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5 Ways to Improve your Sleep

April 18, 2017

 

Struggling to sleep? Meaningful Minds Psychologist, Melissa Cilliers, discusses ways to improve your sleep.

 

 

Nowadays many people are complaining of lack of sleep, either to do with being stressed or overworked and not having the ability to recharge at night. Adequate sleep is very important to our health and wellbeing, not to mention an important part of self care.

 

Some people either skip their much needed rest or can’t seem to get it, no matter how hard they try. Stress, work and family obligations can leave us all feeling exhausted and essentially missing out on much needed rest. Lack of sleep can have negative effects on your ability to concentrate, leave us feeling distracted and ultimately making it very difficult to do any activity mindfully.

 

According to guidelines from a physician group, insomnia is difficulty falling asleep or staying asleep, even when a person has the chance to do so. People with insomnia can feel dissatisfied with their sleep and usually experience one or more of the following symptoms: fatigue, low energy, difficulty concentrating, mood disturbances, and decreased performance in work or at school.

 

There are simple and effective ways that you can improve your sleep cycles and make sure that both mind and body are revitalised every morning. Here are 5 ways in which you can experiment with treating your difficulty sleeping.

 

1.Have a turn down routine

 

One of the most important activities you need to incorporate into your daily routine is a turn down routine. Simply performing the same routine each night before bed will condition your body to associate that routine with sleep. When coming home from work your turn down routine should start. Have your candlelit dinner, followed by a nice long bath, dip into a book and then drift off to a perfect sleep with the help of guided meditation. Making sure you stick to this routine everyday will help to give you a good night’s sleep and leave you fresh and revitalized every morning. Make sure the room you sleep in is completely dark as this is vital to a restful sleep. Our eyes are very sensitive to changes in light and so those stray rays in the morning can easily wake us. Light inhibits production of the sleep hormone, melatonin. Try covering any blinking lights, turning around the alarm clock or try investing in a thicker curtain or curtain lining. If you have trouble making your room completely dark, try an eye mask to block out any excess light while you sleep.

 

2. Exercise after work or in the evening

 

Exercise is great way to get rid of excess energy built up through the stress and adrenaline built up throughout your busy day. Especially if you are at a desk job, exercise to get good endorphins released will not only make you feel good but it will also tire you out. Even a 20 minute light workout can help to tire your body and will promote your body’s’ production of oxygen, allowing you to sleep easy through the night.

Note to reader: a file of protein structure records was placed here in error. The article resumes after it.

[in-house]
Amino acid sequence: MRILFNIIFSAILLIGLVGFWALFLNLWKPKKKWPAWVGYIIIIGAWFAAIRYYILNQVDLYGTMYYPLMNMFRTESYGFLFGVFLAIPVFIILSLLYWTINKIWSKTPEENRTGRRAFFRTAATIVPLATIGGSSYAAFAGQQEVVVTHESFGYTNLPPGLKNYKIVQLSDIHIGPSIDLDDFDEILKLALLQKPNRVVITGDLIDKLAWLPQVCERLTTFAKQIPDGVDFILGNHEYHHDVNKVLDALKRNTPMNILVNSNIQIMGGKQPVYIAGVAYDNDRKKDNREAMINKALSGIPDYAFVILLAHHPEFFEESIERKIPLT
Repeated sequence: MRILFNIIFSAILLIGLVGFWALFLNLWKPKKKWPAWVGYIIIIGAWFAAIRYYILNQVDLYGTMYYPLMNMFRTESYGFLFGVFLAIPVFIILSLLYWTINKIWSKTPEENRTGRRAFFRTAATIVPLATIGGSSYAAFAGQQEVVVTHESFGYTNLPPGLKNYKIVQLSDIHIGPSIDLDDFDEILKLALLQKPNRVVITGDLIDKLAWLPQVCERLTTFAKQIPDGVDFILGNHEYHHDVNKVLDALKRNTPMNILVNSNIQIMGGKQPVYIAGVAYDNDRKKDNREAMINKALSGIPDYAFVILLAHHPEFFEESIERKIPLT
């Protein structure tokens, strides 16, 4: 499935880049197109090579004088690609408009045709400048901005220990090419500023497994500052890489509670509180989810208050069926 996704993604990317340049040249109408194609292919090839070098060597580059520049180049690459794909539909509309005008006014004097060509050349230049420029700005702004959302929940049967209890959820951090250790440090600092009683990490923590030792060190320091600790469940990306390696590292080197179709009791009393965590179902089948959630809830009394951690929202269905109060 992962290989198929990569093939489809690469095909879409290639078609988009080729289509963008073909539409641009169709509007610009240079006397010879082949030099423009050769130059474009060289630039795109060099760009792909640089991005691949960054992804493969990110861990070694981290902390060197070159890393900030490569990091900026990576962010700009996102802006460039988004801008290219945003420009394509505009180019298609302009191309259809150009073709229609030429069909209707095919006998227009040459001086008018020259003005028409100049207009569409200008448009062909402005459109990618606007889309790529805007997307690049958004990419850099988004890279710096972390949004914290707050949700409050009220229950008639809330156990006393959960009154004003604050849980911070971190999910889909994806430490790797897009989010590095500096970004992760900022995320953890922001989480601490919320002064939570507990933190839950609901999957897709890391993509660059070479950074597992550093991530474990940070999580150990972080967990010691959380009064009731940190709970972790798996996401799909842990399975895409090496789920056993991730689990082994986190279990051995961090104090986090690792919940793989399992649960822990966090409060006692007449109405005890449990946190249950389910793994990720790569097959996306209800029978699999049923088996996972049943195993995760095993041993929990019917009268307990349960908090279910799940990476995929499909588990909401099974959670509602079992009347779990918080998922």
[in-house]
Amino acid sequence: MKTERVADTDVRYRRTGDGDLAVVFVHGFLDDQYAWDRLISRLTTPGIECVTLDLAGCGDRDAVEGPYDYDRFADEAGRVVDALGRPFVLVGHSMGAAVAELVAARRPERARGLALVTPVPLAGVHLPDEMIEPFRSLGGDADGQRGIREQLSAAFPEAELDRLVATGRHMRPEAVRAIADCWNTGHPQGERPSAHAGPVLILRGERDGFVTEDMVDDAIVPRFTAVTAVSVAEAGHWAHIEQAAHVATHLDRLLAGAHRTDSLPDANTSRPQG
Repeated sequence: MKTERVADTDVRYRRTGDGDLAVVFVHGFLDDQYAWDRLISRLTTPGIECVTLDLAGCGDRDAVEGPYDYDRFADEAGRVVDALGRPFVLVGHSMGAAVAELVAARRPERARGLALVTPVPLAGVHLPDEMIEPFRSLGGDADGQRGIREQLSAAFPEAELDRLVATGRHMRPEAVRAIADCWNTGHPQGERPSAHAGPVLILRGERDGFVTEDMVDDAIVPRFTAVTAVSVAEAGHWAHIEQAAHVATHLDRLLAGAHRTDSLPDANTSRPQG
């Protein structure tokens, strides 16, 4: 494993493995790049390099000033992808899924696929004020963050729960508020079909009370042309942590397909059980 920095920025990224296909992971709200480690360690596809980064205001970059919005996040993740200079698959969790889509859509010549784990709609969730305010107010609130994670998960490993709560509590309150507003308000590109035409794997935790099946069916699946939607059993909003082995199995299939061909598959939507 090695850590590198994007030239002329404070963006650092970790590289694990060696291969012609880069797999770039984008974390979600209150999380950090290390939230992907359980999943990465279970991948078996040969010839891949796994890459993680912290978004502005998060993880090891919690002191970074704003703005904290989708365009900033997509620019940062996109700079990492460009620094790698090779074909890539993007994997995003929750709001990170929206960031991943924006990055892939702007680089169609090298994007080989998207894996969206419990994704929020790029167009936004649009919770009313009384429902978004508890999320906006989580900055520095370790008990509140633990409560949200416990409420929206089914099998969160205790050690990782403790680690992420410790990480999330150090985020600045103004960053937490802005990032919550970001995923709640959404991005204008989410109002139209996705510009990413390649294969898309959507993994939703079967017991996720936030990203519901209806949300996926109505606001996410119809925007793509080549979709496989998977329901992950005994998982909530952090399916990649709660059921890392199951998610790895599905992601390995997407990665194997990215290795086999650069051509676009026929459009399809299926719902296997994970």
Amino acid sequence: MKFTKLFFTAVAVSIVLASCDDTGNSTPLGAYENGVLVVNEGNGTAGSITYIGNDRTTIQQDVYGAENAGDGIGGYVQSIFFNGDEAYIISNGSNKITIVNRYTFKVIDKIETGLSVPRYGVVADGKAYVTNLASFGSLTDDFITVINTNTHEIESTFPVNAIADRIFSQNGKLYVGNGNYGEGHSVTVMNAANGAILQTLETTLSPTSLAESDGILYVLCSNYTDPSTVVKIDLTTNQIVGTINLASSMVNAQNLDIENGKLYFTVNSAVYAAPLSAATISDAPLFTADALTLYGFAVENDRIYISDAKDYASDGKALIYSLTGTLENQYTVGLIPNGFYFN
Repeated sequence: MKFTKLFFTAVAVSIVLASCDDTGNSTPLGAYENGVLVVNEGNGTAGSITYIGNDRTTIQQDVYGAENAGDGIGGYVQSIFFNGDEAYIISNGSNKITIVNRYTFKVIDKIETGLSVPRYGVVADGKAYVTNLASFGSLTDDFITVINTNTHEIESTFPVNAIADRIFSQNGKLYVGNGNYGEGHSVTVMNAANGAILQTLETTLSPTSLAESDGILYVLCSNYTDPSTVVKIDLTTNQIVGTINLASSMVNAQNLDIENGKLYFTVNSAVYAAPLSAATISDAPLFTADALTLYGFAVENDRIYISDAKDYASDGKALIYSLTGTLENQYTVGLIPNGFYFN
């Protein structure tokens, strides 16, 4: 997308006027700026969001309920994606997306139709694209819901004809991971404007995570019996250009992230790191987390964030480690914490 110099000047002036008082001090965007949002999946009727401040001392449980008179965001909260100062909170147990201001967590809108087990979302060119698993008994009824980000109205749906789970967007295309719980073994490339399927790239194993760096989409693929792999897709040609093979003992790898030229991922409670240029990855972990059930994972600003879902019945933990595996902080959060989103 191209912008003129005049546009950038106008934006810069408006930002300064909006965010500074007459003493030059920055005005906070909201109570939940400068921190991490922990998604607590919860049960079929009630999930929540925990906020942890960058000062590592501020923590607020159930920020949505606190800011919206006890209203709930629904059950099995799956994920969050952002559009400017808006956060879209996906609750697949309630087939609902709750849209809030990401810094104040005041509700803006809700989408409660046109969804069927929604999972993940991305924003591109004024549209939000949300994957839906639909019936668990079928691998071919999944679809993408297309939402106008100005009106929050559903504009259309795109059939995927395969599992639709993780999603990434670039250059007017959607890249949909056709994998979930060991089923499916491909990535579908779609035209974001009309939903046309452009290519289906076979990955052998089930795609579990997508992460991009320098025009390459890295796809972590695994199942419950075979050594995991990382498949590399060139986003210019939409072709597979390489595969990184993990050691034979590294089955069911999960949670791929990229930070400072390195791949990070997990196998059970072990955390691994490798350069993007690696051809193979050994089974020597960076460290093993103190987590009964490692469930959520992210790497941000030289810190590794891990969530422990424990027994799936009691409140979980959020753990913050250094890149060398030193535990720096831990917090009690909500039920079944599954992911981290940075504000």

3. Be mindful around what you put into your body

 

Nutrition plays an important role in helping your body to function effectively. Caffeinated drinks and food are a big problem in the evening as they will keep our bodies stimulated far longer than most of us realise. Many believe alcohol can aid sleep, but this is simply not the case. Though it may make you feel drowsy at first, it’s sedating effect most certainly won’t last all night and as your blood alcohol level drops your sleep becomes disturbed. Try opting for a herbal tea or lemon water before bed time. Alternatively you can stop the ingestion of these caffeinated drinks at least by 4pm.

 

4. Your bed is only for sleeping

 

 

Your bedroom and your bed should be your place of safety and a relaxation sanctuary. Your bed should only be used for sleeping when you need to sleep. It is often tempting to take our meals or work in bed, however this leads us to associate the bed with things other than sleep. If your mind and body both identify the bed as just where you sleep you will find it much easier to get your rest.

 

5. Learn to relax

 

Many people complain that they just aren’t able to “switch off” from their day. After all the stressors that the day brings, you are left with racing thoughts and worries about tomorrow. Learn to relax by incorporating some relaxation techniques into your turn down routine.

 

Guided mediation or imagery are great techniques that will help relax and calm your mind. This does take practice, so be sure to try it a few times before giving up on the idea. There are hundreds of CD’s that are for this purpose, ranging from the sounds of nature, to melodious music and vocals that send you to a sound sleep. Perhaps keeping a note book next to your bed will help you to switch off as you make notes of things not to forget. Relaxing our bodies relaxes our minds and so leads to deep, sound sleep. Reading is another great technique to escape your own thoughts just before bed.

 

Important to note, all these strategies should be tried before opting for medicinal methods to assist in sleeping. Pharmacological remedies should only be taken after consulting a doctor or in conjunction with the abovementioned remedies. It is not ideal for the brain and body to become reliant on a sedative to fall asleep. Sleep deprivation can also be a symptom of an overarching illness. It is important to consult a doctor or psychologist to decipher whether your lack of sleep is physiological in nature or whether it has become a poor habit as a result of your busy lifestyle.

 

The causes of your sleep problems can be assessed at Meaningful Minds by a trained psychologist who can assist you in incorporating the above techniques or referring you to a practitioner who can assist you.

 

 

 

 

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